Sri Lanka risks loss of GSP+ unless Anti-terrorism Bill changed

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EU writes to Foreign Ministry expressing concerns

Representatives of EU member states raise it with President on April 17

● Says it will have an impact even when SL re-applies for GSP next year after EU reforms on GSP + framework

● UK, US also raise concerns

Sri Lanka risks the loss of GSP + trade concessions due to the provisions of the proposed Anti-terrorism Bill as the European Union (EU), the United States (U.S.) and the United Kingdom (UK) have expressed their concerns over it through multiple diplomatic channels, Daily Mirror learns.

Paola Pampaloni, the European External Action Service Deputy Managing Director of Asia and Pacific, wrote to the Foreign Ministry here expressing concerns on the new bill, according to an informed source.

The US has communicated its displeasure over the content of the new bill through Sri Lankan Ambassador in Washington DC Mahinda Samarasinghe. Also, the UK authorities informed Sri Lankan Foreign Secretary Aruni Wijewardane who is there, that this bill, unless changed, will have an impact on trade relations through preferential trading.

Besides, some representatives of the EU member states raised concerns in this regard when they were called for high tea with President Ranil Wickremesinghe and his Chief of Staff Sagala Ratnayake on April 17, 2023. During the brief discussion, they said that the spirit of the bill would have a bearing on decisions regarding GSP + concessions. 

According to informed sources, these envoys noted that it will have a particular bearing when Sri Lanka re-applies for the same concession after upcoming reforms of the EU’S GSP + framework next year.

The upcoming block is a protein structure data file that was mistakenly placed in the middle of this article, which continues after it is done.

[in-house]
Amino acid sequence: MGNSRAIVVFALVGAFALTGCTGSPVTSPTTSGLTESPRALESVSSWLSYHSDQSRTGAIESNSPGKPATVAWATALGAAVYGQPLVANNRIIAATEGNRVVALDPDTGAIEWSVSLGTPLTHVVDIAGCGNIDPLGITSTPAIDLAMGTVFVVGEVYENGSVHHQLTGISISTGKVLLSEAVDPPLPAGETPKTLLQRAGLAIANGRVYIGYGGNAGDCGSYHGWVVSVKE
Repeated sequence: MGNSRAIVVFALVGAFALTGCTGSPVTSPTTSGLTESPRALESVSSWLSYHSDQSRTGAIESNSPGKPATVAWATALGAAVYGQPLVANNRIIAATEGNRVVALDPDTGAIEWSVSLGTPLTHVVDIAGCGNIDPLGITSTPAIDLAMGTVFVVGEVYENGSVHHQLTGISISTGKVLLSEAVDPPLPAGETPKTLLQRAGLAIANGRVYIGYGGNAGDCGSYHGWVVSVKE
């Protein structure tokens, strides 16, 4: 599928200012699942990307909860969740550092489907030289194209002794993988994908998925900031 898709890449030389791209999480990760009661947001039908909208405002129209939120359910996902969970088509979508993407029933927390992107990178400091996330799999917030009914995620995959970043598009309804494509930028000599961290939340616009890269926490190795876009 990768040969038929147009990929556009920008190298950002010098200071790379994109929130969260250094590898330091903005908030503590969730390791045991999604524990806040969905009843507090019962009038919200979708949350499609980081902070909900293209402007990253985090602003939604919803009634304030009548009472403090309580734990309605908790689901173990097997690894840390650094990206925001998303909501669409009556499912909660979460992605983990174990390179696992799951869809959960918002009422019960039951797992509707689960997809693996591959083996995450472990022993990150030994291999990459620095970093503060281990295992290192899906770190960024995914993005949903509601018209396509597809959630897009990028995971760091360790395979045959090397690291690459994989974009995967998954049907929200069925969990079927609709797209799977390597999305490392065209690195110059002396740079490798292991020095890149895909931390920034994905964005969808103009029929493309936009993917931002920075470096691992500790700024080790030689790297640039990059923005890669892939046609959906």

The repeal of the current Prevention of Terrorism Act (PTA) is a commitment made by Sri Lanka to qualify for US $ 500 million Gsp( generalized Scheme of Preferences) + trade concessions in exporting to the markets in the EU region. The European Commission’s report on Sri Lanka is expected to be presented at the end of next month or early June.

However, there is criticism from various quarters like some civil society organizations, political parties in the opposition and trade unions on the new Anti-terrorism Bill introduced to be enacted in place of the PTA. They even call it far more draconian than the PTA.

The government has now delayed the presentation of the bill for discussion with the concerned parties. (Kelum Bandara)


 Courtesy Daily  Mirror

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Disclaimer: Sri Lanka risks loss of GSP+ unless Anti-terrorism Bill changed - Views expressed by writers in this section are their own and do not necessarily reflect point-of-view

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